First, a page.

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The Examen can be a useful method for seekers, skeptics, and doubters or anyone trying  to discover how to improve their daily life. It is a versatile method that can be altered to fit the timeframe of interest (daily, weekly, monthly, yearly, etc.) and the chosen scenario.  For example, a daily Examen fundamentally consists of five parts that addresses three basic questions:


Where have you been?

1)   Recall anything from the day for which you are especially grateful, and be thankful.

2)   Recall the events of the day, from start to finish, noticing where you did a good deed or

       where you avoided a good deed or maligned and hurt someone.


Where are you now?

3)   Recall any actions for which you regret, are sorry for, and would like to fix.


Where are you going?

4)   Resolve to apologize and/or reconcile with those you have maligned or hurt (make a

       sincere effort - if they do not accept, you have done your part and move on)

5)   Prepare yourself to be aware for the next day and repeat steps 1 - 4 tomorrow evening


The Examen can also be used in a family setting.  Here is an example from a real life story of a married woman, the mother of four young children, relating her experience of what she calls "the family examen".


     "For the last several years my husband and I have introduced the Examen as part of our evening meal with our four children (ages thirteen, ten, seven, and four). Using a very simple adaption of the Examen we pose these two questions: What have you been most grateful for today? What have you been least grateful for today? (Emphasis mine)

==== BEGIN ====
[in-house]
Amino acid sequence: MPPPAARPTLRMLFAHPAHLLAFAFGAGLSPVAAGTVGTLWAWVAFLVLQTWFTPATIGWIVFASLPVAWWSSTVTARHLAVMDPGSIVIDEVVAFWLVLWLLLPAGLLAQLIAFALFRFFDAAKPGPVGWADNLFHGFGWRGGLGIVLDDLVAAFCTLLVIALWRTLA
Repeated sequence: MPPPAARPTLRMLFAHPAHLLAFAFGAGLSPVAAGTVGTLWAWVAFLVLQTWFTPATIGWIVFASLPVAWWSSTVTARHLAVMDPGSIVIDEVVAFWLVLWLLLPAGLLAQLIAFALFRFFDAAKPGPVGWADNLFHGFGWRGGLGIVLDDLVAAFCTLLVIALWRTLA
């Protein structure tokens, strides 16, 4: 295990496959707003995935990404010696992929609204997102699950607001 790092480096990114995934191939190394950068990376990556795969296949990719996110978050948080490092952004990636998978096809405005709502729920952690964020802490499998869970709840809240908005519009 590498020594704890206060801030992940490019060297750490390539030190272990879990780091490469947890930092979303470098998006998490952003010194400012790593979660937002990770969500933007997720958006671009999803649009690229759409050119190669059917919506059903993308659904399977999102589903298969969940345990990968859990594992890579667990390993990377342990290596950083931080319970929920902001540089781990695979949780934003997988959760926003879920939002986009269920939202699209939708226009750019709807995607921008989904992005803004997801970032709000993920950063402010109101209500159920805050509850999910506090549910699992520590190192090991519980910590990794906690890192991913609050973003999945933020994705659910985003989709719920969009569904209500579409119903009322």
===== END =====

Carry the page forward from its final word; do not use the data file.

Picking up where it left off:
The sharing of our responses to these two questions becomes the material for our dinner table discussion. Each member is given a turn to respond to the questions with the other members of the family listening respectfully (on this point we try!). What has struck me about the practice of the Examen in this context is the enthusiasm with which the children participate. It is often the children who initiate the sharing before the adults.  It has certainly shaped our dinnertime sharing into something different from what it would be without the focus of these particular questions. It places our day's experience in the context of gratitude and allows us to share both the parts that have positive meaning for us and those that were difficult. It often surprises me what each of the children will choose to share, often not what I thought would have been the focus of the sharing at all. It encourages us to listen to each other, and at times to bed challenged to listen more than superficially. It also helps the children to learn to get in touch with their inner experience, and to learn to share that with others. ..."


Excerpt from "The Examen Prayer: Ignatian Wisdom for Our Lives Today", Timothy M. Gallagher, OMV  Crossword, 2006, pp. 167 - 168


The more traditional version of the Examen is attributed to St. Ignatius of Loyola.   As Ames Martin, SJ notes, it is a way of "finding God in all things."  "... In the Spiritual Exercises, Ignatius includes a prayer designed to enable believers to find God in their lives.  ... He calls it the "examination of conscience".  And he used to say that it was so important that even if Jesuits neglected all other forms of prayer in their day, they should never neglect this one."